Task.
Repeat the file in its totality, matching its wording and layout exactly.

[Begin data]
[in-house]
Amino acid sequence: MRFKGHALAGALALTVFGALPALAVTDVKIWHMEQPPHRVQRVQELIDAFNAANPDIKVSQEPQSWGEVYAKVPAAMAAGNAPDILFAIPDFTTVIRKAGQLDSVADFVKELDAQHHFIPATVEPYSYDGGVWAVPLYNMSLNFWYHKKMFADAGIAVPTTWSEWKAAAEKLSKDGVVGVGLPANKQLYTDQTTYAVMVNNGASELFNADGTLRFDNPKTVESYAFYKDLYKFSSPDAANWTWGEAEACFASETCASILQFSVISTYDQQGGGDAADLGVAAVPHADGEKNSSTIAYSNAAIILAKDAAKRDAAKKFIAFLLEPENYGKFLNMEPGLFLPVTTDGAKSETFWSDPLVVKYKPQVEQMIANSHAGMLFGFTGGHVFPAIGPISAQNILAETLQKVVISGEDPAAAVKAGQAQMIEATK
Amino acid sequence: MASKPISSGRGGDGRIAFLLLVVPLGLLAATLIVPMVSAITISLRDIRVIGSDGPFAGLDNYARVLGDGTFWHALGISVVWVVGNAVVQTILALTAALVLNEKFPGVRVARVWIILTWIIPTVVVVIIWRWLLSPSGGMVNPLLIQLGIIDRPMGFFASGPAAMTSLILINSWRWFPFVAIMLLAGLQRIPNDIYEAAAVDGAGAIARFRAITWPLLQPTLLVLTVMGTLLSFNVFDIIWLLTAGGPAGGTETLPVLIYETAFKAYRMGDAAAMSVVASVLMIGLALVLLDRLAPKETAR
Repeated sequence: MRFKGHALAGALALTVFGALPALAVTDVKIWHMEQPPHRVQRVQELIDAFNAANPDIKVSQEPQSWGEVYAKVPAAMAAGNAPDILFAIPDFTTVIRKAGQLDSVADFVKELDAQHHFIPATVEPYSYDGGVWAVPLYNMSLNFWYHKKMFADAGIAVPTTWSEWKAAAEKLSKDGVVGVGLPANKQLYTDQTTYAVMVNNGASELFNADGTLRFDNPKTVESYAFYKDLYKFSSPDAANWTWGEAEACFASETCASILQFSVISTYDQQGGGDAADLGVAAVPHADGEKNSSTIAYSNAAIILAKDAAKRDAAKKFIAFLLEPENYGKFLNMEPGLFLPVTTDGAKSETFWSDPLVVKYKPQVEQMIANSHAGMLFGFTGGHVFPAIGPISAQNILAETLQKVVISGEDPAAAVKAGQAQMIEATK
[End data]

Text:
[in-house]
Amino acid sequence: MRFKGHALAGALALTVFGALPALAVTDVKIWHMEQPPHRVQRVQELIDAFNAANPDIKVSQEPQSWGEVYAKVPAAMAAGNAPDILFAIPDFTTVIRKAGQLDSVADFVKELDAQHHFIPATVEPYSYDGGVWAVPLYNMSLNFWYHKKMFADAGIAVPTTWSEWKAAAEKLSKDGVVGVGLPANKQLYTDQTTYAVMVNNGASELFNADGTLRFDNPKTVESYAFYKDLYKFSSPDAANWTWGEAEACFASETCASILQFSVISTYDQQGGGDAADLGVAAVPHADGEKNSSTIAYSNAAIILAKDAAKRDAAKKFIAFLLEPENYGKFLNMEPGLFLPVTTDGAKSETFWSDPLVVKYKPQVEQMIANSHAGMLFGFTGGHVFPAIGPISAQNILAETLQKVVISGEDPAAAVKAGQAQMIEATK
Amino acid sequence: MASKPISSGRGGDGRIAFLLLVVPLGLLAATLIVPMVSAITISLRDIRVIGSDGPFAGLDNYARVLGDGTFWHALGISVVWVVGNAVVQTILALTAALVLNEKFPGVRVARVWIILTWIIPTVVVVIIWRWLLSPSGGMVNPLLIQLGIIDRPMGFFASGPAAMTSLILINSWRWFPFVAIMLLAGLQRIPNDIYEAAAVDGAGAIARFRAITWPLLQPTLLVLTVMGTLLSFNVFDIIWLLTAGGPAGGTETLPVLIYETAFKAYRMGDAAAMSVVASVLMIGLALVLLDRLAPKETAR
Repeated sequence: MRFKGHALAGALALTVFGALPALAVTDVKIWHMEQPPHRVQRVQELIDAFNAANPDIKVSQEPQSWGEVYAKVPAAMAAGNAPDILFAIPDFTTVIRKAGQLDSVADFVKELDAQHHFIPATVEPYSYDGGVWAVPLYNMSLNFWYHKKMFADAGIAVPTTWSEWKAAAEKLSKDGVVGVGLPANKQLYTDQTTYAVMVNNGASELFNADGTLRFDNPKTVESYAFYKDLYKFSSPDAANWTWGEAEACFASETCASILQFSVISTYDQQGGGDAADLGVAAVPHADGEKNSSTIAYSNAAIILAKDAAKRDAAKKFIAFLLEPENYGKFLNMEPGLFLPVTTDGAKSETFWSDPLVVKYKPQVEQMIANSHAGMLFGFTGGHVFPAIGPISAQNILAETLQKVVISGEDPAAAVKAGQAQMIEATK